Turfgrass Spring Blog #2: 2019 Edition
Clint Waltz, Ph.D. –University of Georgia Turfgrass Specialist
To date, the average 4-inch soil temperature for the entire month of April in Griffin, GA (which is fairly central for the state) is 64.1 F. In the last fourteen days, there were five days where the average daily 4-inch soil temperature was below 65 F. In general this is warm enough to get green growth, but it is barely warm enough to stimulate root growth or initiate new growth from rhizomes buried within the upper couple inches of the soil for bermudagrass and zoysiagrass.
Understanding the growth characteristics of our warm-season species and overlaying the recent environmental factors, it is not surprising some grasses appear green while others seem slow. The “slower” grasses, or locations within the landscape, could have other influences delaying green-up.
If the area is on the north side of a building, in a low area that retains more water, a wet spot in the landscape, shaded, further north of Griffin, GA, etc., it may be a little slower to green-up. Water is a good buffer of heat, meaning it takes more energy (the sun’s energy) to warm the soil to the same temperature than if the soil was dry. Wet areas will green-up more slowly than dryer areas.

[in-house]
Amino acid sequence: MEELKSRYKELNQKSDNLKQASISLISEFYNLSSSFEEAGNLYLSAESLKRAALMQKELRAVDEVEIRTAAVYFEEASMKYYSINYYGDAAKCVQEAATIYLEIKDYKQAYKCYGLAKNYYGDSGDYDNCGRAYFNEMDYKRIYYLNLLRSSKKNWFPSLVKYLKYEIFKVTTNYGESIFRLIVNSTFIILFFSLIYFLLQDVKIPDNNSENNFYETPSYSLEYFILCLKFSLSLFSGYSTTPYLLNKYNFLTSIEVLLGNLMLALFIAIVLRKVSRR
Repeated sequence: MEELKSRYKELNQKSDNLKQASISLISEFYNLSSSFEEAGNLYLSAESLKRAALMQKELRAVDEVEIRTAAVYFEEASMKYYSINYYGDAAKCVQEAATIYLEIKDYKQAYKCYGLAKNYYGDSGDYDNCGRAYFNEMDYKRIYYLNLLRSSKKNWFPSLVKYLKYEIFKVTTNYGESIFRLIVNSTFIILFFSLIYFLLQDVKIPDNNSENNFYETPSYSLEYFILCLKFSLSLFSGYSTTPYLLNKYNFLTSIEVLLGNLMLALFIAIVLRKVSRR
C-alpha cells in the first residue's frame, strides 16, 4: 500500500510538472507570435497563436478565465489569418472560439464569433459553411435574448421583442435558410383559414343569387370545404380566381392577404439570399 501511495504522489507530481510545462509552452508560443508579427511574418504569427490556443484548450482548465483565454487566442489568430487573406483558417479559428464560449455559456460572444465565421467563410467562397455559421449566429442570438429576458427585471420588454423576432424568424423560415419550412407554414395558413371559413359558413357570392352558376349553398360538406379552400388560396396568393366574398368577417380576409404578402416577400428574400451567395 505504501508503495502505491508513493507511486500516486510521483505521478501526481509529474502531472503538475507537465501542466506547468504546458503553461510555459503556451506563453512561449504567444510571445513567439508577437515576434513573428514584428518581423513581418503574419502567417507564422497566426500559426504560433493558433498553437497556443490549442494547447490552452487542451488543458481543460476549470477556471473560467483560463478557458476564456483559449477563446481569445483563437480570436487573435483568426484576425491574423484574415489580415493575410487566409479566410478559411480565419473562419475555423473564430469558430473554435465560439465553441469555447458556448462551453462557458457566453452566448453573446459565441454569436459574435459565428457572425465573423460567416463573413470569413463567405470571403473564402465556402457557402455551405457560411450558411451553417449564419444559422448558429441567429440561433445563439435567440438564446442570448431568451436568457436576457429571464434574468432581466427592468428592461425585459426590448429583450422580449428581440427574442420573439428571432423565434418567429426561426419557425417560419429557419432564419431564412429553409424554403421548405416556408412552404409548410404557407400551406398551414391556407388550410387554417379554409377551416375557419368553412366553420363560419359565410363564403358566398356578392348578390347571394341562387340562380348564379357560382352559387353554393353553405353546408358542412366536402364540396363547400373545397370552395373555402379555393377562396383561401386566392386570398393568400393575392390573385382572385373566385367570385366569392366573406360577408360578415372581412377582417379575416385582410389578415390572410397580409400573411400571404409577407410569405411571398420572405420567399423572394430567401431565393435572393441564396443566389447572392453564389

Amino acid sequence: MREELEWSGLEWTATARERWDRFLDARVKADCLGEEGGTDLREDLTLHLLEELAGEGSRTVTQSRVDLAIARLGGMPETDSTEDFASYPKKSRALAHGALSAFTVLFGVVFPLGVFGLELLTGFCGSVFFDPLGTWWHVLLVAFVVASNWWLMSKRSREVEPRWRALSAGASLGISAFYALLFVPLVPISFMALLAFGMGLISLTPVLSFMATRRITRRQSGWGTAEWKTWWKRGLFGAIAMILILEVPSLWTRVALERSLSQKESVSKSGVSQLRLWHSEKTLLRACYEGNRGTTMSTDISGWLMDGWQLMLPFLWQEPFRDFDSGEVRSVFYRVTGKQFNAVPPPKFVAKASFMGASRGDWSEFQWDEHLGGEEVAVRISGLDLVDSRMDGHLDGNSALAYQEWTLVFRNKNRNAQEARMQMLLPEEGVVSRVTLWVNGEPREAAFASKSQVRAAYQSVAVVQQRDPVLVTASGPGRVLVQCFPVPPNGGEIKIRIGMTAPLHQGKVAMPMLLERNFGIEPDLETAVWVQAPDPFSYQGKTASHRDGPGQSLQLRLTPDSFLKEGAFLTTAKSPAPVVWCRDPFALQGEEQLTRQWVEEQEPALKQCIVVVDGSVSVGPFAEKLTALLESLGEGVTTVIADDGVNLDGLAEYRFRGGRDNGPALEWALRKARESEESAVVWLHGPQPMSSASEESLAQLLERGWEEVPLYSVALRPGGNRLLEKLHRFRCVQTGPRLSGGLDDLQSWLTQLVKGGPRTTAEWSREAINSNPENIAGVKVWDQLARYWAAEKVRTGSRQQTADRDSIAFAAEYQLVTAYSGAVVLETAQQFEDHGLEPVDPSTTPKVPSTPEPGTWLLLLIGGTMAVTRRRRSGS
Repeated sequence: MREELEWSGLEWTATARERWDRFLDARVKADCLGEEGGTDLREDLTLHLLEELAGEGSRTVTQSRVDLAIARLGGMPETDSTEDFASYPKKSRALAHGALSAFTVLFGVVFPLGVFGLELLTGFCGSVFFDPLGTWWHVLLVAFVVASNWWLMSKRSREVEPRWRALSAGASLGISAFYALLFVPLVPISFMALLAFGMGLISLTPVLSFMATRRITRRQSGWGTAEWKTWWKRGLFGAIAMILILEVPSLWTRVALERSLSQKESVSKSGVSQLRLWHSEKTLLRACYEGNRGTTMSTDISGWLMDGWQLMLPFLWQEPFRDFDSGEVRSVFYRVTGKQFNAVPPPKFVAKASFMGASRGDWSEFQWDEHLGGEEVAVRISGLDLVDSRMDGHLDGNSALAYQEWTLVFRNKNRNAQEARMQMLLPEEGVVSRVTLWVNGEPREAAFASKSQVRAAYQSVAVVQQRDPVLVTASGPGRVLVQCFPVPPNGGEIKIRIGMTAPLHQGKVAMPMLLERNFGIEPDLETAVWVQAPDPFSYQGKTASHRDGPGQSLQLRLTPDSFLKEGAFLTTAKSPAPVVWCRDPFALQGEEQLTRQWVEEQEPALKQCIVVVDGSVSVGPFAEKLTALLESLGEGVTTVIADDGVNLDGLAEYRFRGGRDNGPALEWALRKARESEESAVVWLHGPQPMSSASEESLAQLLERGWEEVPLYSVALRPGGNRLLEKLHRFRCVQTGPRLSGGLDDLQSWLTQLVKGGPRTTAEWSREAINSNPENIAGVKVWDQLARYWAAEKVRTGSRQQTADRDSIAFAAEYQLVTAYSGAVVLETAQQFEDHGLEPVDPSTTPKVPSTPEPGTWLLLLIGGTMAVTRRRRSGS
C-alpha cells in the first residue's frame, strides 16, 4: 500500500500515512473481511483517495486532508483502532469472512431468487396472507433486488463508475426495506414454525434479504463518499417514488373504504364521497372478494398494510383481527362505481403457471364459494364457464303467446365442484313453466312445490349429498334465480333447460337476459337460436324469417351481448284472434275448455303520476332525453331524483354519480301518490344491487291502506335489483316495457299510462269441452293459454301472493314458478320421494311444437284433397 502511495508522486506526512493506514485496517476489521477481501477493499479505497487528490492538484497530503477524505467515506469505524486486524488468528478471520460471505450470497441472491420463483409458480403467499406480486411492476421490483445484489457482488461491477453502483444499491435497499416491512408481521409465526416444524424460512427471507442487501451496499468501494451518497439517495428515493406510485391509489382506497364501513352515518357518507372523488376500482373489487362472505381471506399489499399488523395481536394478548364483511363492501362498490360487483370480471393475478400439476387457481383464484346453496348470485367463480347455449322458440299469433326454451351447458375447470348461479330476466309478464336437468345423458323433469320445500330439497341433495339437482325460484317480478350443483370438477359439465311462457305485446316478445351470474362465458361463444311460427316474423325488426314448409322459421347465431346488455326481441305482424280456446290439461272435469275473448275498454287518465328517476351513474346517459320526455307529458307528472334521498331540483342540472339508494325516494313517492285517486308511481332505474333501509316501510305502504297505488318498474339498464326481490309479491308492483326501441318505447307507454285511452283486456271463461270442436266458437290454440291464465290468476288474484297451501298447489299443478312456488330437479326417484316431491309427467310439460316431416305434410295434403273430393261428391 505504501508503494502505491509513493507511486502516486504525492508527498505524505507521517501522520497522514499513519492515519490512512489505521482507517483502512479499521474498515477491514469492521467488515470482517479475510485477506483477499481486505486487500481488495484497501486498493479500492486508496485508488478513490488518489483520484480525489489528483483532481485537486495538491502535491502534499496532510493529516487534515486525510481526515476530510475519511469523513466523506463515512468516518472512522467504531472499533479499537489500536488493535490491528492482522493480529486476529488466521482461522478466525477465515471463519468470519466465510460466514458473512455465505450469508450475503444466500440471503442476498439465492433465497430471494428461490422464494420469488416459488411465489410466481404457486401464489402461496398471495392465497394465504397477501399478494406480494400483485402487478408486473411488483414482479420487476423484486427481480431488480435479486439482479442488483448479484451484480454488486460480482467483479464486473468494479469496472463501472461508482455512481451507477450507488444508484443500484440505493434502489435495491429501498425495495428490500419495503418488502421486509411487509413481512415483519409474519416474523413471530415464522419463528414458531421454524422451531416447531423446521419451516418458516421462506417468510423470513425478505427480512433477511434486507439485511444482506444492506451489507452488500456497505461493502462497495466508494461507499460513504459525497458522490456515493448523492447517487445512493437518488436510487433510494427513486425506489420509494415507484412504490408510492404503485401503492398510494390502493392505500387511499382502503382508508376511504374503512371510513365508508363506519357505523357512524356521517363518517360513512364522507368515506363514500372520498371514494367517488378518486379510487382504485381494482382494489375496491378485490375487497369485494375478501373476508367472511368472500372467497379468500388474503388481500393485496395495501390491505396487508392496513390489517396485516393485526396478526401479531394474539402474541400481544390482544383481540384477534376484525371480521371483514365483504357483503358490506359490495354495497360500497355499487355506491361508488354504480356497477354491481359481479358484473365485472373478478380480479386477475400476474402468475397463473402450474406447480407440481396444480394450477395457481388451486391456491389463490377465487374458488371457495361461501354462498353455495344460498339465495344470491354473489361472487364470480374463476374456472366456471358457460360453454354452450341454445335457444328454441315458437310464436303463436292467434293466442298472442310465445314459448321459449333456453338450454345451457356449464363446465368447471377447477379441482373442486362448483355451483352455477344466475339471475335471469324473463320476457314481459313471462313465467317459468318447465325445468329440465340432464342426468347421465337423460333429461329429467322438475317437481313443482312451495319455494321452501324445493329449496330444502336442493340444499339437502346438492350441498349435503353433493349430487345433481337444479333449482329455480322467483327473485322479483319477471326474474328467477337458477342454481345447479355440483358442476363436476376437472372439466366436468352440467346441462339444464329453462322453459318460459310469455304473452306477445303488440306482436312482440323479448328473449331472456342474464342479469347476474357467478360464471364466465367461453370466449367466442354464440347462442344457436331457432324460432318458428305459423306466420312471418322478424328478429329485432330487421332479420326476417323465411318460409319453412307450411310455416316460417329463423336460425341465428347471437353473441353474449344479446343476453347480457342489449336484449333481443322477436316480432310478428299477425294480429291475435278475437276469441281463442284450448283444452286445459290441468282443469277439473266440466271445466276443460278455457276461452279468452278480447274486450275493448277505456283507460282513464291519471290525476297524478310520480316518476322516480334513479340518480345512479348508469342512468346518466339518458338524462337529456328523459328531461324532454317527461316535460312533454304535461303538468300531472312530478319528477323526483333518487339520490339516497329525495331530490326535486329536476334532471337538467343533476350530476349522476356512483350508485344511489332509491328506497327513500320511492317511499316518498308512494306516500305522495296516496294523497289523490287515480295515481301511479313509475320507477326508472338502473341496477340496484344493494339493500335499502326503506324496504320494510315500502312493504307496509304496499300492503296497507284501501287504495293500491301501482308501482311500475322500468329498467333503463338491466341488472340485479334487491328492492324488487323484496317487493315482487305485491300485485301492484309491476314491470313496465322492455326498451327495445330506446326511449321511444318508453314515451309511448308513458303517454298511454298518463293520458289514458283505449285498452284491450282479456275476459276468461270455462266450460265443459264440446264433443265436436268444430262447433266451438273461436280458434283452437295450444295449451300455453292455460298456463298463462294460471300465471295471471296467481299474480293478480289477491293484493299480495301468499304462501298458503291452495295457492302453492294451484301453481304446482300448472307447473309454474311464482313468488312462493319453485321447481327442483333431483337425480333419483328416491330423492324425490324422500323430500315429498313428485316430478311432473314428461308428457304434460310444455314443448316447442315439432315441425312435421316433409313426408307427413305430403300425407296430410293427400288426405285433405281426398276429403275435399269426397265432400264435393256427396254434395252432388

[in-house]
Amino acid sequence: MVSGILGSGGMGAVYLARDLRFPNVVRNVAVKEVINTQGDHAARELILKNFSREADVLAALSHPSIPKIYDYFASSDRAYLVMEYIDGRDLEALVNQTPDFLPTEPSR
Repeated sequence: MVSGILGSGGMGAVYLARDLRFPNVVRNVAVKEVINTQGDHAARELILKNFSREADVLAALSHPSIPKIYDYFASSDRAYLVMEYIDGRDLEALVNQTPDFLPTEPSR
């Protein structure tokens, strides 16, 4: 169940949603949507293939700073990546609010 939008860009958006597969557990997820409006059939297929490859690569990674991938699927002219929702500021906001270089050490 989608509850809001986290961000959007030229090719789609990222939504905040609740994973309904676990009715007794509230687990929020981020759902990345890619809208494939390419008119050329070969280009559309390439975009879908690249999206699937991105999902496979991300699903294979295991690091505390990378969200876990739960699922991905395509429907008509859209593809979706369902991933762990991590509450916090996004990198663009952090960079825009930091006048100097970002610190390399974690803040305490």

Considering the amount of rain the state has received since last summer, all of our soils likely have good, to excellent, moisture content. Also, a thin area may be slower to cover, or appear green, because the soil temperatures for initiating new shoots from rhizomes will take more time – it takes time for warmth to move through the soil and trigger new growth, then it takes time for the new shoot to reach the soil surface.
Warm-season grasses have changed substantially over the past two to three weeks, and a favorable environmental is just now becoming conducive for active growth. Likewise, the next two to three weeks should encourage growth and green-up.
“Patience is a virtue” and a little green grass seems to cause us to be less virtuous. Be patient and stay with the program, our warm-season species should be growing strong shortly.